How to Install Apache Tomcat on Debian 11

how to install apache tomcat on debian 11

In this tutorial, we are going to explain how to install Apache Tomcat on Debian 11 OS.

Apache Tomcat or Tomcat is open-sourced application written in Java used for rendering Java web pages and executing Java web servlets.

Tomcat is developed and maintained by an open community of developers, which is growing on a daily basis. In this tutorial will install Tomcat on Debian 11 and show you how to configure a reverse proxy with Apache as a web server.

For this setup, we will need up to 15 minutes for everything to be configured properly. Let’s get started!


  • A server with Debian 11 as OS
  • Valid domain pointed to the servers IP address
  • User privileges: root or non-root user with sudo privileges

Step 1. Update the System

Before we start with the installation, we need to update the system packages to their latest version available:

sudo apt-get update -y && sudo apt-get upgrade -y

Step 2. Install Java

Since Tomcat is written in Java, we need to install it with the following command:

sudo apt install default-jdk -y

To verify the installed version, execute the following command:

java --version

You should get output similar to this:

root@host:~# java --version
openjdk 11.0.18 2023-01-17
OpenJDK Runtime Environment (build 11.0.18+10-post-Debian-1deb11u1)
OpenJDK 64-Bit Server VM (build 11.0.18+10-post-Debian-1deb11u1, mixed mode, sharing)

Step 3. Create Tomcat User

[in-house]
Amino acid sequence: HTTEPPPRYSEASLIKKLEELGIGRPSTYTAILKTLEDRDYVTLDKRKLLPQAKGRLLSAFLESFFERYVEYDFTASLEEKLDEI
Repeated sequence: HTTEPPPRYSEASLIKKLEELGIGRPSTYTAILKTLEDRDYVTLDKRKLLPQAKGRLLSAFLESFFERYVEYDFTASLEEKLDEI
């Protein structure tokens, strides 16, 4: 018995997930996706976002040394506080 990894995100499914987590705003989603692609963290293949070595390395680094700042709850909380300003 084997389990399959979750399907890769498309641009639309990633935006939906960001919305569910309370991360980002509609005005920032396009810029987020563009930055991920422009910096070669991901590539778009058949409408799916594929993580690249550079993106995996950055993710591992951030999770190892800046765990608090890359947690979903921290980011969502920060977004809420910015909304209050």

To create a Tomcat user, execute the following command:

useradd -m -d /opt/tomcat -U -s /bin/false tomcat

Step 4. Install Tomcat

Before we can install Tomcat and make service files, we need to download it first:

cd /opt


tar -xzvf apache-tomcat-11.0.0-M3.tar.gz -C /opt/tomcat --strip-components=1

Set the right permissions to the Tomcat directory:

chown -R tomcat:tomcat /opt/tomcat/

Also, set the execute permissions on scripts in the bin directory of the Tomcat installation:

chmod -R u+x /opt/tomcat/bin

Step 5. Create Tomcat Service File

Create a systemd file:

nano /etc/systemd/system/tomcat.service

Paste the following lines into it:

Description="Tomcat Service"


Environment="CATALINA_OPTS=-Xms512M -Xmx1024M -server -XX:+UseParallelGC"



Save the file, close it and start the service.

sudo systemctl start tomcat

To check the status of the service, execute the following command:

root@host:/opt/tomcat# systemctl status tomcat
● tomcat.service - "Tomcat Service"
     Loaded: loaded (/etc/systemd/system/tomcat.service; enabled; vendor preset: enabled)
     Active: active (running) since Fri 2023-03-03 16:05:53 CST; 1min 19s ago
   Main PID: 11146 (java)
      Tasks: 29 (limit: 4675)
     Memory: 166.0M
        CPU: 8.531s
     CGroup: /system.slice/tomcat.service
             └─11146 /usr/lib/jvm/java-1.11.0-openjdk-amd64/bin/java -Djava.util.logging.config.file=/opt/tomcat/conf/ -Djava.util.logging.manager=or>

Mar 03 16:05:53 host.test.vps systemd[1]: Starting Tomcat webs servlet container...